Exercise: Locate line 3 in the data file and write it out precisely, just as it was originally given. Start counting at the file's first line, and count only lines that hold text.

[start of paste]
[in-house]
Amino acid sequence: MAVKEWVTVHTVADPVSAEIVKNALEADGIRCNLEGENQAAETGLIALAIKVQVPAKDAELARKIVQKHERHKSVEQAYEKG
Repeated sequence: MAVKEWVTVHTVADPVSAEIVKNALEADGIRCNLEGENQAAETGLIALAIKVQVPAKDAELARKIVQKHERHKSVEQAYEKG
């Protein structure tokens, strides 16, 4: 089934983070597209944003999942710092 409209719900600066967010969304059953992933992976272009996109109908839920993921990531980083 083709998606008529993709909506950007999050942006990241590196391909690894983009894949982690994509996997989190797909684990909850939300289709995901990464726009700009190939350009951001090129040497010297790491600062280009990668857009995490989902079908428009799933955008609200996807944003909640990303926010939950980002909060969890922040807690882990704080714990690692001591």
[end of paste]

Repeated sequence: MAVKEWVTVHTVADPVSAEIVKNALEADGIRCNLEGENQAAETGLIALAIKVQVPAKDAELARKIVQKHERHKSVEQAYEKG